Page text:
# Terraform Apply

As touched on in the last post, building images is a critical part of immutable infrastructure. Trying to ship a single image that could satisfy all possible users isn’t a practical goal, so the decision was made to change out the makefile at the heart of the ResinStack for a more composeable approach.

When removing the makefile, decisions had to be made about what to replace it with. There were a few options that could have won out, lets take a look at what those were:

• Custom Program - LinuxKit’s preferred format for configuration is YAML, and it would have been relatively simple to build a program that did similar to the makefile in assembling multiple fragments of yaml to achieve the final configuration passed to linuxkit build. This approach has some shortcomings though. It doesn’t lend itself well to immediate understanding, which is a major goal of the project. It also doesn’t satisfy the goals of maintainability as an upstream, as it makes the mistake of reaching for a new tool as the first answer.

• Really Good Documentation - Since ultimately the tooling is just merging yaml dictionaries in complex ways, its possible to just provide really good documentation of how to do this by hand. This is similar to how you might consider Linux From Scratch to be a “distribution” as by some definitions a distribution is just instructions for how to assemble various components into a working system. This solution is pretty annoying though because it doesn’t make it easy to use the software, and requires fairly deep knowledge of how LinuxKit actually works internally. It also requires some manual work any time you want to build a new image.

• jsonnet - When considering any problem its important to rules-lawyer it to know all possible solutions. One possible solution is that most yaml parsers can parse json to some degree. It would be possible to use a tool like jsonnet to interpolate and merge in various fragments to assemble a final configuration to stream to the build process. This “solution” has a lot of problems, one being that it requires anyone who wants to extend it to learn an entirely new templating language that really isn’t particularly human readable. JSON is after all a machine format, not a human one. Another problem with this approach is that it isn’t designed behavior of most yaml parsers, so its relying on more or less luck to actually work.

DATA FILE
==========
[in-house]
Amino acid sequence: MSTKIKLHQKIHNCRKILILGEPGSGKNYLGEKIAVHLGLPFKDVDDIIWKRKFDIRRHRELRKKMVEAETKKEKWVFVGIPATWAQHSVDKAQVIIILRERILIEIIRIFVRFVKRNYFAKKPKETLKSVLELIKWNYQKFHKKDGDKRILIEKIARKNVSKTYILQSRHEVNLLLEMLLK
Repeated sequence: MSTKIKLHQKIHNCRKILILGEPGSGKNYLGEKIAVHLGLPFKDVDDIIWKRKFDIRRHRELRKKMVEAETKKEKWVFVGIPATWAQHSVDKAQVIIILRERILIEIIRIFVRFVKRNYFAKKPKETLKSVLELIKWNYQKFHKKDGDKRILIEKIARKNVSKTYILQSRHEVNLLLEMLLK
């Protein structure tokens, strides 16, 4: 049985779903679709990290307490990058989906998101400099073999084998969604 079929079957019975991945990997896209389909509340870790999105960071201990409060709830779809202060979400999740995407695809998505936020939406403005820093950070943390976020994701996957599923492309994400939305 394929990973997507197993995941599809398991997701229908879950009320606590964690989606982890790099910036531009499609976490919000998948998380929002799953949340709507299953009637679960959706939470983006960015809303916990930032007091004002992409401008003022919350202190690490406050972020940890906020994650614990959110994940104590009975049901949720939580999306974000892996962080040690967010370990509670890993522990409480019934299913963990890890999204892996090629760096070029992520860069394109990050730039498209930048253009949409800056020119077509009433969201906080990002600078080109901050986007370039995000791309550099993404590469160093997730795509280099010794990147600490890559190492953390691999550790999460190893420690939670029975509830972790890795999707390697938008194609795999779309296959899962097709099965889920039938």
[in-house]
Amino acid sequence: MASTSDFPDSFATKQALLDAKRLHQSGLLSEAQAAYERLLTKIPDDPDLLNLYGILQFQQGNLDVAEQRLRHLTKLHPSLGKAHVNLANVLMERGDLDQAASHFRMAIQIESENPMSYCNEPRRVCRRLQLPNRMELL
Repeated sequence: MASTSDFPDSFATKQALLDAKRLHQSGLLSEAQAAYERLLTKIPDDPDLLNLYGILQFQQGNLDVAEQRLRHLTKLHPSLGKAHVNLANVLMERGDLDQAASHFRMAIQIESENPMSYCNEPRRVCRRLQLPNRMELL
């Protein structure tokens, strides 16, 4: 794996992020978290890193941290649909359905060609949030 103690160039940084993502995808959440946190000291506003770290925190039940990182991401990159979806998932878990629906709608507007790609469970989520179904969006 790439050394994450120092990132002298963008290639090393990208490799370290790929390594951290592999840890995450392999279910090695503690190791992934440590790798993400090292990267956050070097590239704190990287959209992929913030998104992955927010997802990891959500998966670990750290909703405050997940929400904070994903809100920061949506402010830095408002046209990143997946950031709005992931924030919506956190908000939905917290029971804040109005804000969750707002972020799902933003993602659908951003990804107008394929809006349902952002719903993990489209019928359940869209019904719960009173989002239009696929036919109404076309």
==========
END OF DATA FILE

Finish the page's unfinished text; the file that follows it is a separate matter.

In the end, Terraform was selected as the system of choice for building images. Terraform has several advantages over anything listed above, lets look at just a few:

• Familiarity in the target user group. Most folks working with the HashiStack already have heard of terraform, and its one of the cleaner ways to maintain the intertwined ACLs when running Nomad, Consul, and Vault in concert.

• Clear distribution mechanism. Re-usable terraform modules have a clear distribution mechanism. Modules are pushed to the terraform registry which the terraform CLI can natively request data from. Overall this is a very straightforward solution to both produce and consume.

• HCL2 is a configuration language that supports all the levels of extensibility that are required to build and extend the ResinStack. Custom files and services are easy to add, and its relatively trivial to extend the provided images.

So what does this look like in practice? Lets take a look at an example where we build a system image that can be PXE booted that contains Nomad, Consul, and Vault:

module "aio_server" {
source  = "resinstack/resinstack/linuxkit"
version = "0.1.0"

enable_console = true
enable_sshd    = true
enable_ntpd    = true

consul_server = true
consul_acl    = "deny"

enable_docker = true
output_to = "${path.root}/out" base_name = "aio" build_pxe = true }  The above snippet is all it takes. You can put this in a file, call terraform init and terraform apply and assuming that you have docker and linuxkit available on your host, you’ll get a set of files that you can load on a TFTP server and feed to a PXE boot script. This is all good and well for a standard image, but what if we want to add custom services? Prometheus is a popular monitoring tool, lets add the node_exporter: data "linuxkit_image" "node_exporter" { name = "node_exporter" image = "linuxkit/node_exporter:v0.8" } module "aio_server" { source = "resinstack/resinstack/linuxkit" version = "0.1.0" system_version_metadata = "2cf1db0f0d2c9916b4894318bd76f1c97d8c8f7b" system_metadata_providers = ["metaldata"] enable_console = true enable_sshd = true enable_ntpd = true consul_server = true consul_acl = "deny" nomad_server = true nomad_client = true enable_docker = true nomad_acl = true vault_server = true vault_tls_disable = true custom_services = [data.linuxkit_image.node_exporter.id] output_to = "${path.root}/out"